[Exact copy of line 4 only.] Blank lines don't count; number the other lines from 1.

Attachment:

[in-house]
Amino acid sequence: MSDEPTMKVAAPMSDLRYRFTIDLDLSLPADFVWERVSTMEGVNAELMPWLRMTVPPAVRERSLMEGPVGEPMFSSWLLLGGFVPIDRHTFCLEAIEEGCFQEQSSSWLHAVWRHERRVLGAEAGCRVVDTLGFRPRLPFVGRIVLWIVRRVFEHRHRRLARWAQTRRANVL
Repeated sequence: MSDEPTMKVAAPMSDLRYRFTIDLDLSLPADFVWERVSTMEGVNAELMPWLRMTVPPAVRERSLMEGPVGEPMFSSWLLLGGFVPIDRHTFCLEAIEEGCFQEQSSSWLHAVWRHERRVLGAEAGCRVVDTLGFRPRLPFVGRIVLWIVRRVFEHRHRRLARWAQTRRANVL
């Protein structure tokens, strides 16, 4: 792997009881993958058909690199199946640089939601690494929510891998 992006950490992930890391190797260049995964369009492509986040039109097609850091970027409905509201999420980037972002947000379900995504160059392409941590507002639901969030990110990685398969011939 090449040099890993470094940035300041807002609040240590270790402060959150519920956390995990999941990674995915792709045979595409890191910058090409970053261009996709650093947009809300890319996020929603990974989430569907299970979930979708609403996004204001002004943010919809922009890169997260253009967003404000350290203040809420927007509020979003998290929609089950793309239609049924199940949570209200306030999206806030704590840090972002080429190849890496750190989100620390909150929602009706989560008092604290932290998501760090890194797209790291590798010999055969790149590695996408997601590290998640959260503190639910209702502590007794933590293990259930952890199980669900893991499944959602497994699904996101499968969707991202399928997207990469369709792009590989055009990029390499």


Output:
């Protein structure tokens, strides 16, 4: 792997009881993958058909690199199946640089939601690494929510891998 992006950490992930890391190797260049995964369009492509986040039109097609850091970027409905509201999420980037972002947000379900995504160059392409941590507002639901969030990110990685398969011939 090449040099890993470094940035300041807002609040240590270790402060959150519920956390995990999941990674995915792709045979595409890191910058090409970053261009996709650093947009809300890319996020929603990974989430569907299970979930979708609403996004204001002004943010919809922009890169997260253009967003404000350290203040809420927007509020979003998290929609089950793309239609049924199940949570209200306030999206806030704590840090972002080429190849890496750190989100620390909150929602009706989560008092604290932290998501760090890194797209790291590798010999055969790149590695996408997601590290998640959260503190639910209702502590007794933590293990259930952890199980669900893991499944959602497994699904996101499968969707991202399928997207990469369709792009590989055009990029390499």